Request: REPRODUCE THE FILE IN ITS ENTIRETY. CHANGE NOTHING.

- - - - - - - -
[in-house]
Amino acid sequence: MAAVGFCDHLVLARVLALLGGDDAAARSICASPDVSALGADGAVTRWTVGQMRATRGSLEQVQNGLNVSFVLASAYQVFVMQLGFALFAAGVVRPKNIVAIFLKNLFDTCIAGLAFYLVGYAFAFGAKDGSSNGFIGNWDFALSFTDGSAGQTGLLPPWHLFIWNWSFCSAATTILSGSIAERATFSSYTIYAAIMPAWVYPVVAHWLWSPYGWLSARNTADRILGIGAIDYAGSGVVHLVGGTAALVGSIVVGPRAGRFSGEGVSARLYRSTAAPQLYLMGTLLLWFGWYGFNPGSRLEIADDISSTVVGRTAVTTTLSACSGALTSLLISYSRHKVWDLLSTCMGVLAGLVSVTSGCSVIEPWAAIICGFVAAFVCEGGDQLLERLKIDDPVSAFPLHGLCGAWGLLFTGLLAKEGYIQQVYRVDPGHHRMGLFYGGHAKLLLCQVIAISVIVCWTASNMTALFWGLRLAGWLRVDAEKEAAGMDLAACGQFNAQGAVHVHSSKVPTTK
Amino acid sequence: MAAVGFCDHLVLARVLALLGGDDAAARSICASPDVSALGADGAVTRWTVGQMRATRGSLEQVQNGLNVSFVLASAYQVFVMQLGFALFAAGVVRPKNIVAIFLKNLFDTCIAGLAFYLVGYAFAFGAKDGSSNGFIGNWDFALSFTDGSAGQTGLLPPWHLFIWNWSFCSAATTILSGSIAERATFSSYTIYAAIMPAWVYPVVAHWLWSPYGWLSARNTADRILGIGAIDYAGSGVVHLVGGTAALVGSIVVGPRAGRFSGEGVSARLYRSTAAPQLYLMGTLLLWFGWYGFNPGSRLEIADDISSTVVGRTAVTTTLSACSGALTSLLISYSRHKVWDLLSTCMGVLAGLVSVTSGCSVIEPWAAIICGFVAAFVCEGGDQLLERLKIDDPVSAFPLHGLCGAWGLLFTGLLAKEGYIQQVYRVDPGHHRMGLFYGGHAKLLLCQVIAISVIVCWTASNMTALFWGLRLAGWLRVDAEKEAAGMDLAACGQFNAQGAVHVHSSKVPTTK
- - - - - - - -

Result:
[in-house]
Amino acid sequence: MAAVGFCDHLVLARVLALLGGDDAAARSICASPDVSALGADGAVTRWTVGQMRATRGSLEQVQNGLNVSFVLASAYQVFVMQLGFALFAAGVVRPKNIVAIFLKNLFDTCIAGLAFYLVGYAFAFGAKDGSSNGFIGNWDFALSFTDGSAGQTGLLPPWHLFIWNWSFCSAATTILSGSIAERATFSSYTIYAAIMPAWVYPVVAHWLWSPYGWLSARNTADRILGIGAIDYAGSGVVHLVGGTAALVGSIVVGPRAGRFSGEGVSARLYRSTAAPQLYLMGTLLLWFGWYGFNPGSRLEIADDISSTVVGRTAVTTTLSACSGALTSLLISYSRHKVWDLLSTCMGVLAGLVSVTSGCSVIEPWAAIICGFVAAFVCEGGDQLLERLKIDDPVSAFPLHGLCGAWGLLFTGLLAKEGYIQQVYRVDPGHHRMGLFYGGHAKLLLCQVIAISVIVCWTASNMTALFWGLRLAGWLRVDAEKEAAGMDLAACGQFNAQGAVHVHSSKVPTTK
Amino acid sequence: MAAVGFCDHLVLARVLALLGGDDAAARSICASPDVSALGADGAVTRWTVGQMRATRGSLEQVQNGLNVSFVLASAYQVFVMQLGFALFAAGVVRPKNIVAIFLKNLFDTCIAGLAFYLVGYAFAFGAKDGSSNGFIGNWDFALSFTDGSAGQTGLLPPWHLFIWNWSFCSAATTILSGSIAERATFSSYTIYAAIMPAWVYPVVAHWLWSPYGWLSARNTADRILGIGAIDYAGSGVVHLVGGTAALVGSIVVGPRAGRFSGEGVSARLYRSTAAPQLYLMGTLLLWFGWYGFNPGSRLEIADDISSTVVGRTAVTTTLSACSGALTSLLISYSRHKVWDLLSTCMGVLAGLVSVTSGCSVIEPWAAIICGFVAAFVCEGGDQLLERLKIDDPVSAFPLHGLCGAWGLLFTGLLAKEGYIQQVYRVDPGHHRMGLFYGGHAKLLLCQVIAISVIVCWTASNMTALFWGLRLAGWLRVDAEKEAAGMDLAACGQFNAQGAVHVHSSKVPTTK